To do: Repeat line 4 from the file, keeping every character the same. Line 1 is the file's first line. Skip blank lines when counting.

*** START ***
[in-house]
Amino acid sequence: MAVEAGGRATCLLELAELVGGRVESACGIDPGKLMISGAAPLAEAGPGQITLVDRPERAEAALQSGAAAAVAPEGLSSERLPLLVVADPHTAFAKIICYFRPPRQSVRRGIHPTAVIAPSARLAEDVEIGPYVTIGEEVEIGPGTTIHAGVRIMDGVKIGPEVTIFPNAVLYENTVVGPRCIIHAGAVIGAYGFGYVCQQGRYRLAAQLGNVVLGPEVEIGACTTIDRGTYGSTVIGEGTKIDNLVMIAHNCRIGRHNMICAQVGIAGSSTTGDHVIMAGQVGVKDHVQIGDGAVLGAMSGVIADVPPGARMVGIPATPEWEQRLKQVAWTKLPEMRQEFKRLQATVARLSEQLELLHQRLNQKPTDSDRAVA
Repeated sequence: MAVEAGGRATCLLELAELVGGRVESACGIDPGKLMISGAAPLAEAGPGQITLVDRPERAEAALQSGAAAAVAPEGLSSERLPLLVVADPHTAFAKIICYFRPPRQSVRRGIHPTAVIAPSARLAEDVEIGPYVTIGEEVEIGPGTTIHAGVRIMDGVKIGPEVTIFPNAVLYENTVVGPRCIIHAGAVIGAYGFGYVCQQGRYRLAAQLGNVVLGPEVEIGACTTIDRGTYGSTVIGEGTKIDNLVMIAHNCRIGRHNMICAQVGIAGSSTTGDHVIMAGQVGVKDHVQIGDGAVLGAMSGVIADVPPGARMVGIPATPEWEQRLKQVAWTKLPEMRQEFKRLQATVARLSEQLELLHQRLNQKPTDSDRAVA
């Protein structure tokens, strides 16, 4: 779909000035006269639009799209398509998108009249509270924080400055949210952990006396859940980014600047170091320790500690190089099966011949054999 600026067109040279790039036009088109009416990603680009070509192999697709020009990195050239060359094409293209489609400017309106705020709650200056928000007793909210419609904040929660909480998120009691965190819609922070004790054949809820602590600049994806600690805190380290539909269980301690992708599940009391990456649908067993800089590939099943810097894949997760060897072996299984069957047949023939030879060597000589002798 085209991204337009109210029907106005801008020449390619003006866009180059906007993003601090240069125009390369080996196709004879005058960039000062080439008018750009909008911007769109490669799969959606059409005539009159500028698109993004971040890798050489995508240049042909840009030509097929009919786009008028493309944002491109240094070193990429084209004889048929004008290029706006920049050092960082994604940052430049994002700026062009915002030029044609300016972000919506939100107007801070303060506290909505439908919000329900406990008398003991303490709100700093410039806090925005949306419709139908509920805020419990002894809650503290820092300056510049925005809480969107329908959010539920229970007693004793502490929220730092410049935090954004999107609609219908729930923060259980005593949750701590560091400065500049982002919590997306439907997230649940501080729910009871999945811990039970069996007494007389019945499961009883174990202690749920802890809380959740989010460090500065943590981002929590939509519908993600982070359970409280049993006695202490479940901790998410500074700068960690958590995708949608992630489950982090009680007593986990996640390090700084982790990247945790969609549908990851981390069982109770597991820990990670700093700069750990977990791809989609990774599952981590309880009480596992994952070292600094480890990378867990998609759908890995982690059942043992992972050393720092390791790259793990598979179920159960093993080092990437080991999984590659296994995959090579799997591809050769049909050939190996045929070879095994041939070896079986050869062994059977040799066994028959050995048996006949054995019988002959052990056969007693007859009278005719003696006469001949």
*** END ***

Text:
């Protein structure tokens, strides 16, 4: 779909000035006269639009799209398509998108009249509270924080400055949210952990006396859940980014600047170091320790500690190089099966011949054999 600026067109040279790039036009088109009416990603680009070509192999697709020009990195050239060359094409293209489609400017309106705020709650200056928000007793909210419609904040929660909480998120009691965190819609922070004790054949809820602590600049994806600690805190380290539909269980301690992708599940009391990456649908067993800089590939099943810097894949997760060897072996299984069957047949023939030879060597000589002798 085209991204337009109210029907106005801008020449390619003006866009180059906007993003601090240069125009390369080996196709004879005058960039000062080439008018750009909008911007769109490669799969959606059409005539009159500028698109993004971040890798050489995508240049042909840009030509097929009919786009008028493309944002491109240094070193990429084209004889048929004008290029706006920049050092960082994604940052430049994002700026062009915002030029044609300016972000919506939100107007801070303060506290909505439908919000329900406990008398003991303490709100700093410039806090925005949306419709139908509920805020419990002894809650503290820092300056510049925005809480969107329908959010539920229970007693004793502490929220730092410049935090954004999107609609219908729930923060259980005593949750701590560091400065500049982002919590997306439907997230649940501080729910009871999945811990039970069996007494007389019945499961009883174990202690749920802890809380959740989010460090500065943590981002929590939509519908993600982070359970409280049993006695202490479940901790998410500074700068960690958590995708949608992630489950982090009680007593986990996640390090700084982790990247945790969609549908990851981390069982109770597991820990990670700093700069750990977990791809989609990774599952981590309880009480596992994952070292600094480890990378867990998609759908890995982690059942043992992972050393720092390791790259793990598979179920159960093993080092990437080991999984590659296994995959090579799997591809050769049909050939190996045929070879095994041939070896079986050869062994059977040799066994028959050995048996006949054995019988002959052990056969007693007859009278005719003696006469001949």